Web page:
• Living and Learning Community Goals

  • Community Engaged Learning

    • About 50% of sections have a CEL component

    • Coordinated by Bonner Center


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Living/Learning Communities

Goals:

  • Assist creation of peer communities and social bonds

  • Academically supportive residential environment

  • Encourage intellectual community; socializing around academic interests and unmoderated intellectual discussions


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LLC Goals, cont.

  • Encourage responsibility for community/nation

  • Involve faculty in residence halls

  • Promote faculty/Student Life staff cooperation

  • Facilitate out-of-classroom learning activities


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Writing in the FSPs

  • Intensive writing courses at first-year (FSP), intermediate, and senior level (capstone).

  • WRI 101/102 are writing instruction courses. Students may/may not need to take them.

  • http://www.tcnj.edu/~writing/faculty/index.html


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FSP Writing

  • Writing to further course learning goals.

  • Not a long research paper. Use informal and formal types of writing that will:

    • Engage students with course concepts and questions

    • Allow students to explore ideas in new ways

    • Give practice in the formal structures and styles expected of college-level work in your discipline

    • Establish revision as standard for college-level writing

  • Revisions based upon faculty feedback.


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FSP Writing II

  • How much writing? 16-20 pages of polished written work.

  • How much feedback?

    • Not a copy editor.

    • Revision as a process of creating effective writing:

      • Logic

      • Facts

      • Rhetoric.


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    Our Incoming Students

    • Beloit College, http://www.beloit.edu/mindset/

    • Making the Most of College, Richard Light

      • Students value classes that make them “a slightly different person” (p. 47)

    • The First Year Out, Tim Clydesdale,

      • Students don’t generally want life-changing experiences in their first year of college.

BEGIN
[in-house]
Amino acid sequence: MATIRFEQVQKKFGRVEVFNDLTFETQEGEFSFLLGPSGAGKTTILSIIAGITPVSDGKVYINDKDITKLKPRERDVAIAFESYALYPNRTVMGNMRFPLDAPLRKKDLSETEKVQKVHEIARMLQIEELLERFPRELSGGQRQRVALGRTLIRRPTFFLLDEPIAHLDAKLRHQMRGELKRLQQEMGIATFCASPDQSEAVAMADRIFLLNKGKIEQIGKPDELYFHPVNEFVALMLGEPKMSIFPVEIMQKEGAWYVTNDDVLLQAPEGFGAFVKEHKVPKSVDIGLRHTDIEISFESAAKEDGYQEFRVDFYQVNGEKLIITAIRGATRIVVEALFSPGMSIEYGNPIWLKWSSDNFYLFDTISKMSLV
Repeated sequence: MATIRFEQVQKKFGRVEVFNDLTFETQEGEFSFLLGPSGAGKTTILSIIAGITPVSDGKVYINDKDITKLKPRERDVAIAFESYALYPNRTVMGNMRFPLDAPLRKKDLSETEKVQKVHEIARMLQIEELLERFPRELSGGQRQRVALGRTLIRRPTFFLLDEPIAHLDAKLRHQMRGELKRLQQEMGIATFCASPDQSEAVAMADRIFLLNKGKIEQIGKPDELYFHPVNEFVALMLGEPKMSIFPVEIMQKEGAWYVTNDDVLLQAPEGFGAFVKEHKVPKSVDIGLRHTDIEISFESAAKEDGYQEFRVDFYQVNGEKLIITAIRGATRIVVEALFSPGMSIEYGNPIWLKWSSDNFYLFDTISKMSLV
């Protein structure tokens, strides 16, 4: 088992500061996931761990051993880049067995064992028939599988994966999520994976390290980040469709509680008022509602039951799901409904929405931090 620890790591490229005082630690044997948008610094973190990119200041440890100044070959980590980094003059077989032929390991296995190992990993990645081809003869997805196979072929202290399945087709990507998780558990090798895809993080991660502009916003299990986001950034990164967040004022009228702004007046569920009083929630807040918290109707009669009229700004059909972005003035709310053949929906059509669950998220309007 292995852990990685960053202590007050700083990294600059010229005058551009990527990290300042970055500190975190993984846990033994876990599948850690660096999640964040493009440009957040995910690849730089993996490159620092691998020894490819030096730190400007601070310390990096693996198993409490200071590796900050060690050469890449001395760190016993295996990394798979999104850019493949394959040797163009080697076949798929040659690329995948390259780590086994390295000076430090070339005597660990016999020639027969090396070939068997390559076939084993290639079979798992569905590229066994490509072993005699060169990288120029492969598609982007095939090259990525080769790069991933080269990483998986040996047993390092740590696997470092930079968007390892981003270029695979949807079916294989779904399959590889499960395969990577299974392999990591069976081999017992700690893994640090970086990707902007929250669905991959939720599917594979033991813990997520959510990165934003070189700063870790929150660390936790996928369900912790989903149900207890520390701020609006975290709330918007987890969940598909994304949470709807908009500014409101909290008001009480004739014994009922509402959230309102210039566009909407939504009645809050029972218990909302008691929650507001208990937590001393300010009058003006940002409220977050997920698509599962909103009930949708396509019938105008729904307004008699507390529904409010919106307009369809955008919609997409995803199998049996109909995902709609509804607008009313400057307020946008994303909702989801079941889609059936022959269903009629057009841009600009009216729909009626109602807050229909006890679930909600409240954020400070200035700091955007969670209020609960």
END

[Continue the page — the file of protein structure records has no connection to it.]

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    Most Popular FSP Titles

    • Mortality, Mind, and the Meaning of Life (215)

    • Multicultural New York: The City From its Beginning to the Present

    • The Persistence of Memory

    • The Movie That Changed Your Life

    • The Beatles and Their World

    • Wit & Humor as Art and Social Tool

    • The Mind-Body Connection

    • Corrupting the Youth: The Power of Philosophy

    • The Cultural Phenomenon of Harry Potter

    • Music & the Natural World

    • Humanity’s Quest for Meaning and Justice (113)


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    Vision vs. Reality

    • The Vision: Students choose a topic of vital interest to them.


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    Vision vs. Reality

    • The Vision: Students choose a topic of vital interest to them.

    • The Reality: Students take the FSP

      • that fits into their schedule,

      • that their major requires,

      • that their mother picked for them, or

      • that they think is going to be something it’s not.


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    How Are FSPs Assigned?

    • 6 unranked choices

    • FSPs not part of majorhttp://www.tcnj.edu/~liberal/courses/seminar.html

    • All count for a Domain of Human Understanding

    • Some count for Civic Responsibilities


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    What Makes a Good FSP?

    • Pique intellectual curiosity

    • Strengthen intellectual skills

    • Not survey courses

    • Points of view/controversies about areas of knowledge

    • Free exchange of ideas


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    Additional Standards

    • Opportunities for research

    • Early experience of scholarship